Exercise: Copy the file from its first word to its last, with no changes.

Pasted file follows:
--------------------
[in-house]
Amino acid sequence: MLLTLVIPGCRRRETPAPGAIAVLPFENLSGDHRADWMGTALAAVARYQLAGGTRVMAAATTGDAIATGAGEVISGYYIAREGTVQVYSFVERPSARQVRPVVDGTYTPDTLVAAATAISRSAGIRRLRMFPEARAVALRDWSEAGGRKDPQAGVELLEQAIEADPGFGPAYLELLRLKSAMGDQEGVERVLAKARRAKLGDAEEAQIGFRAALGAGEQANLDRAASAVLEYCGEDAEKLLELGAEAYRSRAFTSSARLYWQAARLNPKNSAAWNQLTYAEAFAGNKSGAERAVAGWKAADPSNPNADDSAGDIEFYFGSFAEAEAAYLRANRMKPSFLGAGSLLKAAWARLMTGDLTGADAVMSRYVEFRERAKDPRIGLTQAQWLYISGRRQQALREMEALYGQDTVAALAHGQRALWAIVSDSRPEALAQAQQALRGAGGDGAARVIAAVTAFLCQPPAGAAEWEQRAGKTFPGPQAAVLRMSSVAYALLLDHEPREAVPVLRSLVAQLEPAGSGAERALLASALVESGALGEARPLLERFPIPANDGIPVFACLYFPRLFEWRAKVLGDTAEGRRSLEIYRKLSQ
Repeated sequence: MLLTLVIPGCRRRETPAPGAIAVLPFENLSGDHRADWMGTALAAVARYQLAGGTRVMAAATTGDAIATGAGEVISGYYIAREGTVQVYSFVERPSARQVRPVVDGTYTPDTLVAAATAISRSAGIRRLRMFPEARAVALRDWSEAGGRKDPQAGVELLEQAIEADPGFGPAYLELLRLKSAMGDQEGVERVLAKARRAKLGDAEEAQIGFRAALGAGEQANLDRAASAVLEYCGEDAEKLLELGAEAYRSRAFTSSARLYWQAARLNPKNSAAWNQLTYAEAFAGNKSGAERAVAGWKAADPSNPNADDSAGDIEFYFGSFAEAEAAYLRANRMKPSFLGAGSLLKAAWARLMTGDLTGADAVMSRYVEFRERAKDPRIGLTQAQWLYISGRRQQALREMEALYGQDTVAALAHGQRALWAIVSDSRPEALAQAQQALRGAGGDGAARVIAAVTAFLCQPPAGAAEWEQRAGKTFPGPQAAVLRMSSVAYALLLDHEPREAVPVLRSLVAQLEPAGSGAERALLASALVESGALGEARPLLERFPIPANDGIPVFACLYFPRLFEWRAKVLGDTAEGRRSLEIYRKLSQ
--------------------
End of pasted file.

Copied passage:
[in-house]
Amino acid sequence: MLLTLVIPGCRRRETPAPGAIAVLPFENLSGDHRADWMGTALAAVARYQLAGGTRVMAAATTGDAIATGAGEVISGYYIAREGTVQVYSFVERPSARQVRPVVDGTYTPDTLVAAATAISRSAGIRRLRMFPEARAVALRDWSEAGGRKDPQAGVELLEQAIEADPGFGPAYLELLRLKSAMGDQEGVERVLAKARRAKLGDAEEAQIGFRAALGAGEQANLDRAASAVLEYCGEDAEKLLELGAEAYRSRAFTSSARLYWQAARLNPKNSAAWNQLTYAEAFAGNKSGAERAVAGWKAADPSNPNADDSAGDIEFYFGSFAEAEAAYLRANRMKPSFLGAGSLLKAAWARLMTGDLTGADAVMSRYVEFRERAKDPRIGLTQAQWLYISGRRQQALREMEALYGQDTVAALAHGQRALWAIVSDSRPEALAQAQQALRGAGGDGAARVIAAVTAFLCQPPAGAAEWEQRAGKTFPGPQAAVLRMSSVAYALLLDHEPREAVPVLRSLVAQLEPAGSGAERALLASALVESGALGEARPLLERFPIPANDGIPVFACLYFPRLFEWRAKVLGDTAEGRRSLEIYRKLSQ
Repeated sequence: MLLTLVIPGCRRRETPAPGAIAVLPFENLSGDHRADWMGTALAAVARYQLAGGTRVMAAATTGDAIATGAGEVISGYYIAREGTVQVYSFVERPSARQVRPVVDGTYTPDTLVAAATAISRSAGIRRLRMFPEARAVALRDWSEAGGRKDPQAGVELLEQAIEADPGFGPAYLELLRLKSAMGDQEGVERVLAKARRAKLGDAEEAQIGFRAALGAGEQANLDRAASAVLEYCGEDAEKLLELGAEAYRSRAFTSSARLYWQAARLNPKNSAAWNQLTYAEAFAGNKSGAERAVAGWKAADPSNPNADDSAGDIEFYFGSFAEAEAAYLRANRMKPSFLGAGSLLKAAWARLMTGDLTGADAVMSRYVEFRERAKDPRIGLTQAQWLYISGRRQQALREMEALYGQDTVAALAHGQRALWAIVSDSRPEALAQAQQALRGAGGDGAARVIAAVTAFLCQPPAGAAEWEQRAGKTFPGPQAAVLRMSSVAYALLLDHEPREAVPVLRSLVAQLEPAGSGAERALLASALVESGALGEARPLLERFPIPANDGIPVFACLYFPRLFEWRAKVLGDTAEGRRSLEIYRKLSQ